Haiti: U.S. Sends Help, UN Wants Money
First, in making a comment on the United Nations and Haiti, let's note that among the scores of thousands, or possibly hundreds of thousands of people killed in Haiti by the earthquake on Tuesday were dozens of UN staff, with some 150 still unaccounted for as of Thursday. The scene is one of devastating loss of life.
All the more reason for competent handling of help for Haiti, and of the enormous ruin there. For this kind of thing, the UN record is, unfortunately, abysmal. Recall the UN response to the 2004 tsunami in Asia, in which the UN humanitarian coordinator at the time, Jan Egeland, accused countries such as the U.S. of being "stingy," and promised UN transparency in the handling of the funds that poured in by the billions. About a year later, a series of in-depth investigative reports by the Financial Times found minimal UN transparency, lots of UN stonewalling, and as far as the funds could be tracked at all, it appeared that the UN, having received a flood of relief money, was slow on the scene, and had been spending about one-third of every dollar raised on overhead. The real champions of relief were the U.S. military, and private aid groups. (UN "reform" since then has consisted of a lot of talk about reform, a lot more bureaucracy, a lot more money for the UN, and, if possible, even less transparency.)
In Haiti, the UN has been reporting that it has some personnel working on the ground, and is preparing to mobilize more. But the basic picture so far is that once again the American military is shouldering the chief burden of immediate relief. The UN's clearest activity to date has been to call for money to start pouring into the UN -- with a "flash appeal" today for $562 million.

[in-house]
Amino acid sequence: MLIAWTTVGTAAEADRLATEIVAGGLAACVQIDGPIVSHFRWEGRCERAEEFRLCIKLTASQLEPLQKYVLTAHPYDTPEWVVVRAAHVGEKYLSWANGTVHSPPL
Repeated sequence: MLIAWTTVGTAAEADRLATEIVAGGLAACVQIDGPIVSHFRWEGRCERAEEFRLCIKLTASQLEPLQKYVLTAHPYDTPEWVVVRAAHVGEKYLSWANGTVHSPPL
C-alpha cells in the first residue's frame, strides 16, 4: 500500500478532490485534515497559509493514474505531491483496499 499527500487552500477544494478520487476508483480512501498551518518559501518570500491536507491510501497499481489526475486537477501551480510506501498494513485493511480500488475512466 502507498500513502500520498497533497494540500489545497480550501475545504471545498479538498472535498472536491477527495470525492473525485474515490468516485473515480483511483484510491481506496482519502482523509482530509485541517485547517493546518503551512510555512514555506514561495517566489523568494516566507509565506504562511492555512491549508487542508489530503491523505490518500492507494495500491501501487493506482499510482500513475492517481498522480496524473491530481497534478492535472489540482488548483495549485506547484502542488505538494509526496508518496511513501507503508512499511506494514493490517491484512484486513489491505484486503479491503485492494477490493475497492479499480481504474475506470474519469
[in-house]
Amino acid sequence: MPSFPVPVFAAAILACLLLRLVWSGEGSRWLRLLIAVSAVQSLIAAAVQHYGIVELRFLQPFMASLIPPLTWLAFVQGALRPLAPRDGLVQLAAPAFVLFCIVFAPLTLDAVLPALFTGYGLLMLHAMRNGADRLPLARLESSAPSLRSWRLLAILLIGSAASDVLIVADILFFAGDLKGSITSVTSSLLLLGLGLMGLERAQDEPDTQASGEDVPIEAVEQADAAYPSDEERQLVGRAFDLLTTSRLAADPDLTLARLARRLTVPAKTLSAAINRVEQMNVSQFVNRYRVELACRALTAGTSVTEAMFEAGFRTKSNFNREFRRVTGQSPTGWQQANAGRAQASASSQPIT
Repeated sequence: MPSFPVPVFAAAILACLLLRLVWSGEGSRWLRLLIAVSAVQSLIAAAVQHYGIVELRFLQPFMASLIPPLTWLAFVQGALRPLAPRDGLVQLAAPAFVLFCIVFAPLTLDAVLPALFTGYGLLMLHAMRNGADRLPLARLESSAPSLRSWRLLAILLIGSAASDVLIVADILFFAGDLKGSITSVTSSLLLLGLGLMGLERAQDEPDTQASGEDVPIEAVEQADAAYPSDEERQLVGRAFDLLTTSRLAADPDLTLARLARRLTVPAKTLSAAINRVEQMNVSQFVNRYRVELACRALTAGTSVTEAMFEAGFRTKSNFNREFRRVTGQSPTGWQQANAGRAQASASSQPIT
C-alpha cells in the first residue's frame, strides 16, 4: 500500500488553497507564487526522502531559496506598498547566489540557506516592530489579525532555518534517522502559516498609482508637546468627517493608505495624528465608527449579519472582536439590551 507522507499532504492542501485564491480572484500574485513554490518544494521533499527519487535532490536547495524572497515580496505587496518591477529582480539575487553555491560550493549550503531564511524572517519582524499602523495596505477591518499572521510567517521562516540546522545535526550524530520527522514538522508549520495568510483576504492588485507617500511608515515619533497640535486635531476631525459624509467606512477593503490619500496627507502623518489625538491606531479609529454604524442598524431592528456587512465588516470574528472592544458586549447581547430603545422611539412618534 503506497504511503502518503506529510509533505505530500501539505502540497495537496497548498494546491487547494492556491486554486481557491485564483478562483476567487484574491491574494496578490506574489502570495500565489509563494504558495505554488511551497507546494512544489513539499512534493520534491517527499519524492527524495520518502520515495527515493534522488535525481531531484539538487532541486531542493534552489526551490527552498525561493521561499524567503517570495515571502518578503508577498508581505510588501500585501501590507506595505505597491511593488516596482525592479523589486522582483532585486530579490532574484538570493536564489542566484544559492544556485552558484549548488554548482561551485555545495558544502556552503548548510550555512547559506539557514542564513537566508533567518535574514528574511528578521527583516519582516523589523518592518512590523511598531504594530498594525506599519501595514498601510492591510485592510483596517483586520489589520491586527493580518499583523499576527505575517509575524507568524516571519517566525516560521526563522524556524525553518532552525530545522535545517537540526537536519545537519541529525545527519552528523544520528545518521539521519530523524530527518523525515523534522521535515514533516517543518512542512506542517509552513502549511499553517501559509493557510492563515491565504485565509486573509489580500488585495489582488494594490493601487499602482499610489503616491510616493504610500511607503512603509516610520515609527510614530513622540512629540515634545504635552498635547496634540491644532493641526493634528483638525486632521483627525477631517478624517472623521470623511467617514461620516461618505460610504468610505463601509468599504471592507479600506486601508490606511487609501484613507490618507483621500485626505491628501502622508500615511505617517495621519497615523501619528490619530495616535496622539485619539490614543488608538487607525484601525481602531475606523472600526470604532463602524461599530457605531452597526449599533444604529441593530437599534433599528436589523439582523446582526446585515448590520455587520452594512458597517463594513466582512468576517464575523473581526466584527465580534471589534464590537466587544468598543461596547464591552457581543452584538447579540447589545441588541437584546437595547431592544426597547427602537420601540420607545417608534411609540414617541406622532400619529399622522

Ban Ki-moon is now planning to visit Haiti on Sunday to show "solidarity" with the Haitian people. That might be more useful were Ban not quite so clueless. One of the latest inanities to roll from Ban's lips is that the colossal toll in Haiti shows the need to close the "technology gap" for developing nations.
Actually, Mr. Secretary-General, the real problem is not a "technology gap," but a governance gap. The horrors that bedevil Haiti, and account for the lack of decent earthquake-proof construction, are not a simple matter of lack of technology (or lack of yet more billions for the UN to collect, cream off a hefty overhead, and pour into horribly misgoverned countries in the name of more "development aid"), but of years and years of horrendous misrule, which does not allow for the kind of political and economic climate in which people can help themselves, and put technology to good use.
But at the UN, it is bad etiquette to mention gross misrule as a cause of poverty and death. This is the same UN that blames starvation in Kim Jong Il's North Korea on weather and floods. This is the same UN that despite a series of record-breaking budgets involving big money and plans to cope with emergencies like this is now fumbling to catch up. This is the same Ban Ki-moon who has opined that "climate change" has been the chief cause of genocide in Sudan. This is the same Secretary-General who has spent the past three years whipping up global alarm over global warming "climate change," clamoring for more of your tax dollars to bankroll UN plans for massive wealth transfers in the name of (corrupted) science, and encouraging the kind of mindset that has just produced Danny Glover's fruitcake statement blaming the Haitian earthquake on "climate change." Imagine if the resources poured into the UN's Bali-Rio-Geneva-NY confabs that culminated with that climate cult carnival in Copenhagen last month had instead gone into UN preparations to deal with genuine emergencies, like this in Haiti.
As it is, the record suggests that instead of flying to Haiti to try to insert the UN logo smack into the center of relief efforts in which the U.S. is doing the real heavy lifting, Ban could probably contribute more by strapping sacks of rice into those comfortable seats on his special UN plane, and sending those instead.